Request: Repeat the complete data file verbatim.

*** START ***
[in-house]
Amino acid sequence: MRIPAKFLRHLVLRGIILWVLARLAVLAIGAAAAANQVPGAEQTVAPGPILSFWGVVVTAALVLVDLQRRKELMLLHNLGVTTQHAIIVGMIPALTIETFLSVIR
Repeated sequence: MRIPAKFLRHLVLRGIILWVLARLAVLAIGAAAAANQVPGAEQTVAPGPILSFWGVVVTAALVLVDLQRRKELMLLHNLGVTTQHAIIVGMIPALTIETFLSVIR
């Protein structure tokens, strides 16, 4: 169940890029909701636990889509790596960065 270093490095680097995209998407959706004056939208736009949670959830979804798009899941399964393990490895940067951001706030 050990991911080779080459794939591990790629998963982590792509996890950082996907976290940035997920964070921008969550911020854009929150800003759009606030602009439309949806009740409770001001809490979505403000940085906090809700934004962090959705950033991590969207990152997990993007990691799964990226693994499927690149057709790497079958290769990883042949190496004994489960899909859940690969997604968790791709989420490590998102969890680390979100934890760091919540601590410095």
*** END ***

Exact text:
[in-house]
Amino acid sequence: MRIPAKFLRHLVLRGIILWVLARLAVLAIGAAAAANQVPGAEQTVAPGPILSFWGVVVTAALVLVDLQRRKELMLLHNLGVTTQHAIIVGMIPALTIETFLSVIR
Repeated sequence: MRIPAKFLRHLVLRGIILWVLARLAVLAIGAAAAANQVPGAEQTVAPGPILSFWGVVVTAALVLVDLQRRKELMLLHNLGVTTQHAIIVGMIPALTIETFLSVIR
């Protein structure tokens, strides 16, 4: 169940890029909701636990889509790596960065 270093490095680097995209998407959706004056939208736009949670959830979804798009899941399964393990490895940067951001706030 050990991911080779080459794939591990790629998963982590792509996890950082996907976290940035997920964070921008969550911020854009929150800003759009606030602009439309949806009740409770001001809490979505403000940085906090809700934004962090959705950033991590969207990152997990993007990691799964990226693994499927690149057709790497079958290769990883042949190496004994489960899909859940690969997604968790791709989420490590998102969890680390979100934890760091919540601590410095």